Each member of Congress has an office budget for staff and other necessities.

CONGRESSIONAL COMMITTEES
Congressional committees do most of the work in Congress and are very powerful.  Each committee handles a particular topic.  There are Agriculture, Education, Transportation, Military Affairs, Budget, and other committees in each chamber.  The House has 21 standing committees, the Senate has 20, and there are six joint committees.  Each committee also has its own staff.

The House Speaker and Senate Majority Leader appoint their respective committee members.  House members serve on one committee; Senators serve on three or four.  Members can request committees in which they’re interested.  Those with the most seniority are likely to get what they want.  Each committee contains members of both parties.  The member from the majority party with the most seniority usually serves as chair.

CONGRESSIONAL POWERS
The Constitution’s Article I lists the composition, powers, and duties of Congress.  While it is true that “the government” can only conduct actions permitted in the Constitution, you have to read the entire document to see just what it includes.  The Constitution is an outline for our government.  It is not a detailed operating manual.

Members of Congress do not have to vote according to their constituents’ wishes.  They can vote any way they want.

Every member of Congress employs staff people whose job is to help constituents – that’s you – to solve bureaucratic problems with the government.  It’s called “constituent services.  It is not an imposition.  It is their job.  If you have a bureaucracy problem that you can’t solve by yourself, contact one of your members of Congress.

While presidents have limited military authority under the War Powers Act, only Congress can actually declare war. 

That hasn’t been done since 1941.

The Constitution requires the president to report to Congress on the state of the union “from time to time”.  That report does not have to be every year, in person, on TV, or in a joint Congressional session.  Those things are tradition, not law.  If the president wants to, s/he can send a blast e-mail to every member of Congress every day, and that would satisfy the Constitution.

As much as we may object, obstruction of the government is never treason.  Treason is the only crime defined in the Constitution.  Refusing to adopt a budget, repeatedly voting to repeal a law, and general boorishness are not treason.

GOVERNMENT FINANCES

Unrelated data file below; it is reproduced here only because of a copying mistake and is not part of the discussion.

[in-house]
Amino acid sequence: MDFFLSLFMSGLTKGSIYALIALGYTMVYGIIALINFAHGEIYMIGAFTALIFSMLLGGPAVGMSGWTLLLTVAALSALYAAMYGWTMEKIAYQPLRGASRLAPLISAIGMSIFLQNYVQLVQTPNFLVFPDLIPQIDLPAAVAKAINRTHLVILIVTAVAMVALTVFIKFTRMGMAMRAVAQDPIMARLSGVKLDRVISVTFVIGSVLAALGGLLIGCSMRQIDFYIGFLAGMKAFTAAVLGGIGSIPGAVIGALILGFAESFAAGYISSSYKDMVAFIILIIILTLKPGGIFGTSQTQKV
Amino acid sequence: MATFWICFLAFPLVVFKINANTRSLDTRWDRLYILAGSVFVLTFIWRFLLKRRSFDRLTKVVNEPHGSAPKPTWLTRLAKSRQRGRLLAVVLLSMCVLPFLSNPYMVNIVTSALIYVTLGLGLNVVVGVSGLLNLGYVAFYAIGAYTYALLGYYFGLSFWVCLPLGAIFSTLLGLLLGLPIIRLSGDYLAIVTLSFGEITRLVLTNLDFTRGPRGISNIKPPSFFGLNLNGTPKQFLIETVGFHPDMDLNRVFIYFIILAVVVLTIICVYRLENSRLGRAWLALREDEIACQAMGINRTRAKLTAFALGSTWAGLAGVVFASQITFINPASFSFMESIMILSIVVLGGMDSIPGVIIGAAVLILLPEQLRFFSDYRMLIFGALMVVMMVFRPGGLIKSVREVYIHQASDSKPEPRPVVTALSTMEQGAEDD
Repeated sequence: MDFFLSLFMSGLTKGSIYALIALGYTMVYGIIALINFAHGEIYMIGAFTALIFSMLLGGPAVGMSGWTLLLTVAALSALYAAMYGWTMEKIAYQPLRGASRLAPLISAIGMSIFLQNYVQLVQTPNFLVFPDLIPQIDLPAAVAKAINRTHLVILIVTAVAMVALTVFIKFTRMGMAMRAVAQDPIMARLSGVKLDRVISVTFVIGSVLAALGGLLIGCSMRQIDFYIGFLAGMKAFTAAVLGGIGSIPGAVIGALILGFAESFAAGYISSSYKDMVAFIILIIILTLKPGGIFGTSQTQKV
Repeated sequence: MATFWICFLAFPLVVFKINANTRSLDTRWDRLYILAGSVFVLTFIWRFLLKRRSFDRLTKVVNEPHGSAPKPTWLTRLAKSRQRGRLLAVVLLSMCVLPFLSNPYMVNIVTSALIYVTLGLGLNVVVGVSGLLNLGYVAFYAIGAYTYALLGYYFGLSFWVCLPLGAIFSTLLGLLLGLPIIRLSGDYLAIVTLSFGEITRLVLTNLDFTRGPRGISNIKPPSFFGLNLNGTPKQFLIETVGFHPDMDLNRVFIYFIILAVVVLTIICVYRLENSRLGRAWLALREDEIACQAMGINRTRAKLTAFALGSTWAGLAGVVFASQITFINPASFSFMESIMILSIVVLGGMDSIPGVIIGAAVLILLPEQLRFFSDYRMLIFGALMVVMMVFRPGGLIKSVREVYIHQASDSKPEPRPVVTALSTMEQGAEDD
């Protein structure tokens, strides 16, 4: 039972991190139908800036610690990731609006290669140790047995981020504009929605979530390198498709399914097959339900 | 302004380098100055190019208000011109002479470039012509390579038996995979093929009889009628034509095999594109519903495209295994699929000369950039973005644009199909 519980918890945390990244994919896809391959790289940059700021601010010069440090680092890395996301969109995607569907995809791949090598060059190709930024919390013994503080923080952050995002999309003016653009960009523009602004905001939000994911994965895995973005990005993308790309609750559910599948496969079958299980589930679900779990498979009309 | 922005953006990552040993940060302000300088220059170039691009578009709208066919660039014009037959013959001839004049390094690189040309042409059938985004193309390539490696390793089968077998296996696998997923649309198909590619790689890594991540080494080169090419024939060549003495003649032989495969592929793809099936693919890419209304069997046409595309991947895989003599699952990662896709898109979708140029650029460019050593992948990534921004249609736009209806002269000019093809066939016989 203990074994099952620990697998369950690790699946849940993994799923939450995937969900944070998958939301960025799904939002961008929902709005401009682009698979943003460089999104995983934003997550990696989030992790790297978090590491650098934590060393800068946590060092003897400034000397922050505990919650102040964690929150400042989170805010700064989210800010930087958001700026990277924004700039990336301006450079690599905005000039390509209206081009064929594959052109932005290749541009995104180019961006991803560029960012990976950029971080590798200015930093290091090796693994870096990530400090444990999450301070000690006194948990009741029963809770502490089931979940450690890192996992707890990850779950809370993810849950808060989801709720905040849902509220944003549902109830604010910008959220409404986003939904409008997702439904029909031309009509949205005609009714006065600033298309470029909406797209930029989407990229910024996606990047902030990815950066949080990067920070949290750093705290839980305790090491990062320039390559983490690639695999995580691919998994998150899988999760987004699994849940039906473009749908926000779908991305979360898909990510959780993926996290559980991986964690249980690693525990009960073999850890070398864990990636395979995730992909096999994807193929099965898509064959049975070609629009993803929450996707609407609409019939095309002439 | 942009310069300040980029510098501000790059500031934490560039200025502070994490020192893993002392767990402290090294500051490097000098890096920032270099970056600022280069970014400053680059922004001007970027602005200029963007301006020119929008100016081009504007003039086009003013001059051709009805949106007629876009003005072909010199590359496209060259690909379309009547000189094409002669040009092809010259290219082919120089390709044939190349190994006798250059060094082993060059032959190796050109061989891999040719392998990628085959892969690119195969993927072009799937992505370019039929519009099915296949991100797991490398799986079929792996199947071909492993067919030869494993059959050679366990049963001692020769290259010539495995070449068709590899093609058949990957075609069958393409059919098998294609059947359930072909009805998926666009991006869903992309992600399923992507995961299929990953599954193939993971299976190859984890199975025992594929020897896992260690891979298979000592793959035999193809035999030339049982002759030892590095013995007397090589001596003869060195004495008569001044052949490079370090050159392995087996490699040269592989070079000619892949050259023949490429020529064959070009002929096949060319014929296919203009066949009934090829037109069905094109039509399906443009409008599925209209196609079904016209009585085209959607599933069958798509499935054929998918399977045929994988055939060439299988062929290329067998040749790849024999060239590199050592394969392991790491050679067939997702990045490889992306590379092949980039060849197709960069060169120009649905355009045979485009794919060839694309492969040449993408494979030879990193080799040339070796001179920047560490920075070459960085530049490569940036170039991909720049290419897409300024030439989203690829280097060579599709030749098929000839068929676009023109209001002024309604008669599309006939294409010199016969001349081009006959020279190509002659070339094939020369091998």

The Constitution does not require Congress to pass a budget.  Sorry, folks.  It just doesn’t.  The word “budget” does not appear in the Constitution at all.

Each federal fiscal year, and each new budget, begins on October 1 of the prior calendar year.  Fiscal year 2018 began on October 1, 2017 and ends on September 30, 2018.  The Congressional Budget Act of 1974 outlines a specific timetable for submitting, considering, debating, approving, monitoring, and auditing the budget.

The United States government cannot spend a penny on anything, anywhere, ever, without specific approval by Congress.  That approval is granted through a process called “appropriations”.  It is unconstitutional for the government to spend money without that appropriation.

IMPEACHMENT
Only the House of Representatives can impeach the president, vice president, federal judges, and other federal officials.  Impeachment does NOT mean that the official is removed from office.  It means that s/he is charged with a crime.  The Senate then holds the trial to decide whether the official is guilty.  If the Senate convicts that person, then s/he is removed from office.

Members of Congress cannot be recalled or impeached.  They can only lose their jobs by losing an election or being expelled by their colleagues.  So, if you don’t like what they’re doing, then VOTE.

WORKING HOURS
Members of Congress work more hours in every week than most Americans ever thought of working.  Whether you like them or not, whether you agree with their principles or not, they do show up for work.  Yet politically ignorant Americans think that the members aren’t working if they’re not on the House and Senate floors every minute.  That is not the way Congress works.

Professional football players spend only about three hours a week on the playing field.  Other than that, they watch game films; have practices, team meetings, medical treatments, public appearances, and more.  All of that comprises their work week.  Even when they’re not on the game-day playing field, they’re still working.  It’s a full-time job.

When in session but not on the legislative floors, members of Congress attend committee meetings and hearings, read and develop legislation, give media interviews, and read reams of letters, reports, and briefings.  They meet with constituents, lobbyists, department heads, each other, and their staffs.  Sometimes, they even meet with the president.  Their phones never stop ringing.  And they are assaulted all day, every day, everywhere they go, by people who only want “one minute” of their time.